Sodium-dependent calcium overload is injurious to cardiomyocytes, and leads to contractile dysfunction, arrhythmogenicity and apoptosis.114 Intracellular sodium overload also facilitates mitochondrial calcium efflux through the mitochondrial Na+/Ca2+ exchanger, impairing calcium-induced Krebs cycle dehydrogenases that are responsible for ATP production and the regeneration of reducing equivalents that preserve anti-oxidative capacity.115 This leads to inadequate energy supplies and to the deleterious release of ROS.115

Pathological activation of NHE1 also induces intracellular alkalosis, possibly increasing myofilament calcium responsiveness and contributing to diastolic dysfunction.116,117 Furthermore, NHE1 hyperactivation is associated with the activation of Ca2+/calmodulin-dependent protein kinase II, which phosphorylates and activates various sodium channels, including NHE1 – leading to further sodium and calcium overload, and oxidative damage.38 Calmodulin-dependent protein kinase II activity may play a role in the development and progression of HF by interfering with the fine-tuning of myocardial excitation-contraction coupling, and also by altering gene expression in hypertrophic signalling.118,119 Interestingly, mechanistic evidence supports SGLT2is’ inhibition of calmodulin-dependent protein kinase II, which could be responsible for the indirect inhibition of NHE1 by decreasing its phosphorylation.38,109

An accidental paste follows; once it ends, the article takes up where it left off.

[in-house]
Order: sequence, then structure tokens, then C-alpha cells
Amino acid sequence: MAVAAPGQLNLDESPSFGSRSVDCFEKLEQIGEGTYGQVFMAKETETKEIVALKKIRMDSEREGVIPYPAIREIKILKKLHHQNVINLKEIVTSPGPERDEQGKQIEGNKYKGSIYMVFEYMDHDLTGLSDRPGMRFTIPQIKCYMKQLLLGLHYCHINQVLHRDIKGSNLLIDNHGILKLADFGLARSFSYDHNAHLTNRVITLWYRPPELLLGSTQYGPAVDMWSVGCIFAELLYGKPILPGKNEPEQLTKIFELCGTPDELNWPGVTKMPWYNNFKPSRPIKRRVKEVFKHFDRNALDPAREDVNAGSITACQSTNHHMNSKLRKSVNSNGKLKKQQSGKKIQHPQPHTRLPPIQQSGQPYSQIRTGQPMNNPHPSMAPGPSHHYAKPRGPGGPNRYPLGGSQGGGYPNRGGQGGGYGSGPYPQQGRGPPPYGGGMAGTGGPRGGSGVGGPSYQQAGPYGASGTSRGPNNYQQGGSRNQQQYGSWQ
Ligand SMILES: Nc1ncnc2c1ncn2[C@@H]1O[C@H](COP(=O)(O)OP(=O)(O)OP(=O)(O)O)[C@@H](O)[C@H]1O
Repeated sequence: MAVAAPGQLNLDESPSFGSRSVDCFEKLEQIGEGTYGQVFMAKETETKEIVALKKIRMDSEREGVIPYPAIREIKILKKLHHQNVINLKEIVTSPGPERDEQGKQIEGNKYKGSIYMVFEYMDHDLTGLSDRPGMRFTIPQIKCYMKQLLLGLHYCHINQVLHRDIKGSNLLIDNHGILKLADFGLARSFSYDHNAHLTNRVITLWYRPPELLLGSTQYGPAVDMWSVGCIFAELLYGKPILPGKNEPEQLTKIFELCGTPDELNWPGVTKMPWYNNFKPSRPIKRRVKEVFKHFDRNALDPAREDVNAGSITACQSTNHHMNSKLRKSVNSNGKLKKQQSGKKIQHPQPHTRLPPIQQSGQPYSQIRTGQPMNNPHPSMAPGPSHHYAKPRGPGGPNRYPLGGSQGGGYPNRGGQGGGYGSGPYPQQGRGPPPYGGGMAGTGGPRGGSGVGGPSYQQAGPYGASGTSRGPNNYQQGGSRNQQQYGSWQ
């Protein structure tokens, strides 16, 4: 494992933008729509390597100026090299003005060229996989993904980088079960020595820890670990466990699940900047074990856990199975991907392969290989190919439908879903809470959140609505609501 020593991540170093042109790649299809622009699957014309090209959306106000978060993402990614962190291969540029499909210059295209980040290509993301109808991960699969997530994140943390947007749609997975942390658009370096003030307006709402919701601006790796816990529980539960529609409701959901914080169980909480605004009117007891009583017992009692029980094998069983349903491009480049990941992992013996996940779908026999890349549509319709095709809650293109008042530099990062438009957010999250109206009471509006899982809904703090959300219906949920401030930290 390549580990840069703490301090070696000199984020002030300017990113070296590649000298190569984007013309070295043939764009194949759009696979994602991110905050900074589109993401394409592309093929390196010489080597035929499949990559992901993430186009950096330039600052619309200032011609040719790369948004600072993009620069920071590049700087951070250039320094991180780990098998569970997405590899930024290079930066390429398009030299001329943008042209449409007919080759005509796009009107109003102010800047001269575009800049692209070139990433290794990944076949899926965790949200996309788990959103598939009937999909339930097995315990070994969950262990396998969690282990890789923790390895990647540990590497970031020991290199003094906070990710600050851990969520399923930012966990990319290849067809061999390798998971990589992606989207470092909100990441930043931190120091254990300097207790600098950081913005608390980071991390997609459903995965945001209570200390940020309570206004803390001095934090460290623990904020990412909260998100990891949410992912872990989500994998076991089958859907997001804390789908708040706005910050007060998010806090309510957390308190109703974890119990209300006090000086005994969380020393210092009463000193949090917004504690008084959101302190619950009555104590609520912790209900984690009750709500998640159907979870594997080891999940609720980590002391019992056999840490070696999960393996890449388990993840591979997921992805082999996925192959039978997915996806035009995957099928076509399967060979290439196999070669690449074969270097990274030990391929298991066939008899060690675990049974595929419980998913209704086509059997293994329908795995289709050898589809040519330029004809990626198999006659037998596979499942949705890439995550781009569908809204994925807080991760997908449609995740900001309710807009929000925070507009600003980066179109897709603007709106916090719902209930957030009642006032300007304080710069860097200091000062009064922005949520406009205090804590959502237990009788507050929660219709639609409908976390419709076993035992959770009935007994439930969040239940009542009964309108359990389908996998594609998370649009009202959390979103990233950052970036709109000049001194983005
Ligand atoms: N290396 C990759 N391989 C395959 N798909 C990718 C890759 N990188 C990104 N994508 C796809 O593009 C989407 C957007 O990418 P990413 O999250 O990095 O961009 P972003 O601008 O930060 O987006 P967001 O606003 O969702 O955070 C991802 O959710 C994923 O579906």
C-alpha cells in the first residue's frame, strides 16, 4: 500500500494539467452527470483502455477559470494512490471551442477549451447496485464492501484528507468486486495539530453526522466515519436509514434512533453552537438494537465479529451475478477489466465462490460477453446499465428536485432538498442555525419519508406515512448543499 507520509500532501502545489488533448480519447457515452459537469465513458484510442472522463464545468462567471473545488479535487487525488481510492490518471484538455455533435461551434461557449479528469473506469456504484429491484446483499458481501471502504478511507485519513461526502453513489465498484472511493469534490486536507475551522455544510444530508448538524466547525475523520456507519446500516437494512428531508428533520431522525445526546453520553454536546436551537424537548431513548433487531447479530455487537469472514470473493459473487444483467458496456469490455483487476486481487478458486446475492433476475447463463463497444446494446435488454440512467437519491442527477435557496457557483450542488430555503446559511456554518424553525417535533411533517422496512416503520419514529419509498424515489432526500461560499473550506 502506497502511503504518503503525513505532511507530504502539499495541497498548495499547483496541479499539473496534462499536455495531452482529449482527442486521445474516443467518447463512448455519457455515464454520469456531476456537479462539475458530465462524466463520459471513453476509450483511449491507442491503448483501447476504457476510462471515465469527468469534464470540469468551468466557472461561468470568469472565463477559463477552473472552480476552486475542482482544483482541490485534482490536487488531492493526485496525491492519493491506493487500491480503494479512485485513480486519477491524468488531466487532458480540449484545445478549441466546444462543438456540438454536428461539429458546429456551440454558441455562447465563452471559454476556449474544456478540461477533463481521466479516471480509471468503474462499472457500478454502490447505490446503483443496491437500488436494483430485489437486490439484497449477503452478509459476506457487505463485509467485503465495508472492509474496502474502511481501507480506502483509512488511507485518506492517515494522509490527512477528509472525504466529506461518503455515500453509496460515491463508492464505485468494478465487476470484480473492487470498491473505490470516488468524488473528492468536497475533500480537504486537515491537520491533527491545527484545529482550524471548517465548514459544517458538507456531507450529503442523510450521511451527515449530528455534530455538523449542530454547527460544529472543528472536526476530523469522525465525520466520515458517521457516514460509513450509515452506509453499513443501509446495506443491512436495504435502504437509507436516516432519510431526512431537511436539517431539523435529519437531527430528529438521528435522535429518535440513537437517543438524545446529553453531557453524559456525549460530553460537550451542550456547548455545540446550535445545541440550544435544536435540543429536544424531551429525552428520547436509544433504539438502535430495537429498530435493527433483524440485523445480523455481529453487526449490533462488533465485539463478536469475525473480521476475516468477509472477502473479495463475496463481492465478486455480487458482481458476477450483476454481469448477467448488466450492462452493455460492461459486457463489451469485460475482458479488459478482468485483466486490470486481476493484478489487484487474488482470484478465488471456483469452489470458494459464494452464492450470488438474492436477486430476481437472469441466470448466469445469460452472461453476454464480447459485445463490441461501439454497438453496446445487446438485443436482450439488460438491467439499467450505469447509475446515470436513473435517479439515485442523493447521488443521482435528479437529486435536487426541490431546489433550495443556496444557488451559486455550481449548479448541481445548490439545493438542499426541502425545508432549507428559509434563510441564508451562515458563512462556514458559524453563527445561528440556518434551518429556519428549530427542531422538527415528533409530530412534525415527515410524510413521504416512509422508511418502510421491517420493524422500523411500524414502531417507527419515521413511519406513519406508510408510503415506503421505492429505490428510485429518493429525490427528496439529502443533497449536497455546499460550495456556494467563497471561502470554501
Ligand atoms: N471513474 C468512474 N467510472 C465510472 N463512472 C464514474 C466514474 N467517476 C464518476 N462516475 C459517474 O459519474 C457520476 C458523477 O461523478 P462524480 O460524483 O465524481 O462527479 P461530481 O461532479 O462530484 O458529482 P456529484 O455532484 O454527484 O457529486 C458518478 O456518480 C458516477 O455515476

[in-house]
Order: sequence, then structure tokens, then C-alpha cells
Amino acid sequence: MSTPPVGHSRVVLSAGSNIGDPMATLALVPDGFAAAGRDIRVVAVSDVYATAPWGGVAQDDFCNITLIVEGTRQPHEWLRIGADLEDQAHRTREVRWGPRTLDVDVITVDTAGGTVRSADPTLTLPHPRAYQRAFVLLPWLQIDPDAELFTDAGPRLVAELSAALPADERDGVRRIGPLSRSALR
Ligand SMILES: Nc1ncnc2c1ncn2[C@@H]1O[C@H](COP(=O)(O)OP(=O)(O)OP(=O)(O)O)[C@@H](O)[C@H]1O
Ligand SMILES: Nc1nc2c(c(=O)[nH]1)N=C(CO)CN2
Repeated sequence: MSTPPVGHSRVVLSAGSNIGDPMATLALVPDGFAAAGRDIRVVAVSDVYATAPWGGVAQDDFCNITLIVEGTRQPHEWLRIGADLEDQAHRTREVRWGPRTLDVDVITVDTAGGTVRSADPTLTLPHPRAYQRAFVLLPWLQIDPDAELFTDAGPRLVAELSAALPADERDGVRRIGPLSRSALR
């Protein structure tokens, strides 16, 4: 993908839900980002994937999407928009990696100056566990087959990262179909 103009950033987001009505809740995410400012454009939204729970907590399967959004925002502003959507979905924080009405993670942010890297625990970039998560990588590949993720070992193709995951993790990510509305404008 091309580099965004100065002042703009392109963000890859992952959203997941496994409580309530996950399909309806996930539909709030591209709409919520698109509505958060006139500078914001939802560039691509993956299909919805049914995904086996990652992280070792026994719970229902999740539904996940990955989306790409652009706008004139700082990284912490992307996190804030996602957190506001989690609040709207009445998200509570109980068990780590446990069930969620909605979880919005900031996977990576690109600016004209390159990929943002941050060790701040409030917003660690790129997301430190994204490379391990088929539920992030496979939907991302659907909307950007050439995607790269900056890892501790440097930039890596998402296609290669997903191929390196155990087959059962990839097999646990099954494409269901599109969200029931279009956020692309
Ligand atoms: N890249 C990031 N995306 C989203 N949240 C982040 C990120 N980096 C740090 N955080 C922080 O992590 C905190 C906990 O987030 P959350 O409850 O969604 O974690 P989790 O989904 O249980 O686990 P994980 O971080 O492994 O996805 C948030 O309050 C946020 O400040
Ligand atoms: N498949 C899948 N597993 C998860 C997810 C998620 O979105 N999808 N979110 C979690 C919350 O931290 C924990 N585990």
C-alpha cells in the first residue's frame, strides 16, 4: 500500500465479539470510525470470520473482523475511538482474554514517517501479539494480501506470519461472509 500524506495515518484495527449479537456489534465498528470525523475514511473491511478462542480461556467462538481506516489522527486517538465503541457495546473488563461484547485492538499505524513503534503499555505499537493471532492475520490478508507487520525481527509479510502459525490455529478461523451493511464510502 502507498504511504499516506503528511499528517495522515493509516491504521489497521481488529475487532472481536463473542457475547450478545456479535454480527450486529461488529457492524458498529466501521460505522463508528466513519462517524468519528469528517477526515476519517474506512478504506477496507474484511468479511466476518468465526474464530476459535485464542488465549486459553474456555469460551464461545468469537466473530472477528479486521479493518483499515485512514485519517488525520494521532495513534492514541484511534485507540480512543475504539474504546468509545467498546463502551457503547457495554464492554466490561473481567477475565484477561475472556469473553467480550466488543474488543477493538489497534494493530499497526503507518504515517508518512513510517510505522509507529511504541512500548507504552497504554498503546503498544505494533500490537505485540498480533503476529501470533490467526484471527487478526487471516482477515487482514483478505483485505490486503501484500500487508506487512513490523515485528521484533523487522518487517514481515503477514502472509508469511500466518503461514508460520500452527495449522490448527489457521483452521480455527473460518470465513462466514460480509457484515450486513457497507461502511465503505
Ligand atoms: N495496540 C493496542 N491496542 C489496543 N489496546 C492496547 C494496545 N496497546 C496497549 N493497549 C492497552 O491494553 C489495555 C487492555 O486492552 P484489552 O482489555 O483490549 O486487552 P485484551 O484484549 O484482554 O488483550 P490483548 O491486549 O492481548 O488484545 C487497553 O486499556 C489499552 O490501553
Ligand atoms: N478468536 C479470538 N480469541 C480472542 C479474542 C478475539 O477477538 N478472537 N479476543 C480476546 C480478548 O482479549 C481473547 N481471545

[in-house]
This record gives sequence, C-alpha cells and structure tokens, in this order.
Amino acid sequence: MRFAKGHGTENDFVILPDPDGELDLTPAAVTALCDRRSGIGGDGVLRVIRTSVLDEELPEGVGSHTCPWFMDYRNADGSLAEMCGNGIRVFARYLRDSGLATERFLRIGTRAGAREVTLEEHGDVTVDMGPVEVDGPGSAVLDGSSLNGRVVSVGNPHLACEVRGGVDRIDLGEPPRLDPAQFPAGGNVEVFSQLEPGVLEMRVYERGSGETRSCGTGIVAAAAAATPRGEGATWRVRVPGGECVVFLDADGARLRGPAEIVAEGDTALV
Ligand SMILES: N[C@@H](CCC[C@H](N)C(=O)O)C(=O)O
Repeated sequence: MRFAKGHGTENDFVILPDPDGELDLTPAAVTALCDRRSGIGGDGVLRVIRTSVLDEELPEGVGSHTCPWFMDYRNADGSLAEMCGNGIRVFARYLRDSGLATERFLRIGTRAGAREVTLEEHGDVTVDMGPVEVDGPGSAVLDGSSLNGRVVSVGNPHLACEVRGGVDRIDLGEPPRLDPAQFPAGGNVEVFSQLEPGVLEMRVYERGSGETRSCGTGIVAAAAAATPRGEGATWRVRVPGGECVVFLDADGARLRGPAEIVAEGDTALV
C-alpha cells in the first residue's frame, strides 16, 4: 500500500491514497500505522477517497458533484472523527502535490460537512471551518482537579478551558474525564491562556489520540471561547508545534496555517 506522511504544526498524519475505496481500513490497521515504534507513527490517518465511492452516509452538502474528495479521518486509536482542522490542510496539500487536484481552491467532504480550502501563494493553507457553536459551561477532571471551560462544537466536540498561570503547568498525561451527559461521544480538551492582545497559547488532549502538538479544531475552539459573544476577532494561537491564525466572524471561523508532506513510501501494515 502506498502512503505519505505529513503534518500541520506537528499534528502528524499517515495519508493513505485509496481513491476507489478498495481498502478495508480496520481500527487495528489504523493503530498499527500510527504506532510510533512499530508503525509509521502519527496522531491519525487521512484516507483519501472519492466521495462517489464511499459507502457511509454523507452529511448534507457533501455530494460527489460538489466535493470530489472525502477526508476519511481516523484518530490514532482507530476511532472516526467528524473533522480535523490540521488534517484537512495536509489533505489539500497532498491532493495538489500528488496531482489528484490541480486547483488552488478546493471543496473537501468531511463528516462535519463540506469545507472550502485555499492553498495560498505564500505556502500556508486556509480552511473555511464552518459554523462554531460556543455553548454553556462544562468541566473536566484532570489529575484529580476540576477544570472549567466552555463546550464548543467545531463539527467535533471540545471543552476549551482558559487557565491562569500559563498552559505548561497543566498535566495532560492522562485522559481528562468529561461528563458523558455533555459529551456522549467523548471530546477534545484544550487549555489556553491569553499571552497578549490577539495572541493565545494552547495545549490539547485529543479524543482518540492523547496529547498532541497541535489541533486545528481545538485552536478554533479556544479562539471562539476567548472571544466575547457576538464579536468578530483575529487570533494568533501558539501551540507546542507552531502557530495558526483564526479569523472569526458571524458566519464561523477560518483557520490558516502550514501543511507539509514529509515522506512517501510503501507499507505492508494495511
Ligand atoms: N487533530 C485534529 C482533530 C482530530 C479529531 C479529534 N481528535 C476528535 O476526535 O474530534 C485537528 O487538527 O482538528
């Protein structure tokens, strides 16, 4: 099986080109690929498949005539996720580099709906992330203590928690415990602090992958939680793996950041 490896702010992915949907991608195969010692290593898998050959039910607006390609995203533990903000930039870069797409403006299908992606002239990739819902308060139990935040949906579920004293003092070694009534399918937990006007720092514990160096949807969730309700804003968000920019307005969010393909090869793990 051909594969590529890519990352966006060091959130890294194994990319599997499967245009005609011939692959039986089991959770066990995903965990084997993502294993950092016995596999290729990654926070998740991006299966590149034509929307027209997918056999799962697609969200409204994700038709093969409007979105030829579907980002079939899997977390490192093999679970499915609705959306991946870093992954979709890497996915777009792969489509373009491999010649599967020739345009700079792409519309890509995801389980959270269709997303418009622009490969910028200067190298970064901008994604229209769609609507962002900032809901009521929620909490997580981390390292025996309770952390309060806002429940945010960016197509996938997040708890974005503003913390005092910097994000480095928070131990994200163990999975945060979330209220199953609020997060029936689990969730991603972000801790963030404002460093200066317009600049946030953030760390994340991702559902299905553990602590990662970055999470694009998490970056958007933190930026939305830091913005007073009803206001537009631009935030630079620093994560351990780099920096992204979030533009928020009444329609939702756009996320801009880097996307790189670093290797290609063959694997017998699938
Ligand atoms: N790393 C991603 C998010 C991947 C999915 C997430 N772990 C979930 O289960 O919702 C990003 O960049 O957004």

Further evidence for SGLT2is providing HFpEF patients benefit through NHE1 inhibition in the heart is shown by dapagliflozin ameliorating diastolic dysfunction, possibly by targeting coronary endothelium and cardiomyocytes through NHE1 in a non-diabetic model of HFpEF.120 Also, chronic inhibition of NEH1 attenuates cardiac hypertrophy, and prevents cellular remodelling after pressure and volume overloading in rabbits.114 A mechanistic study using artificial intelligence also showed empagliflozin-mediated NHE1 inhibition appears to modulate cardiomyocyte stiffness, myocardial extracellular matrix remodelling, systemic inflammation and concentric hypertrophy mechanisms.110 Validation of the data was performed by measuring declining plasma concentrations of inducible nitric oxide synthase, NLR family pyrin domain containing 3 inflammasome and TGF-β1 during 12 months of empagliflozin treatment.110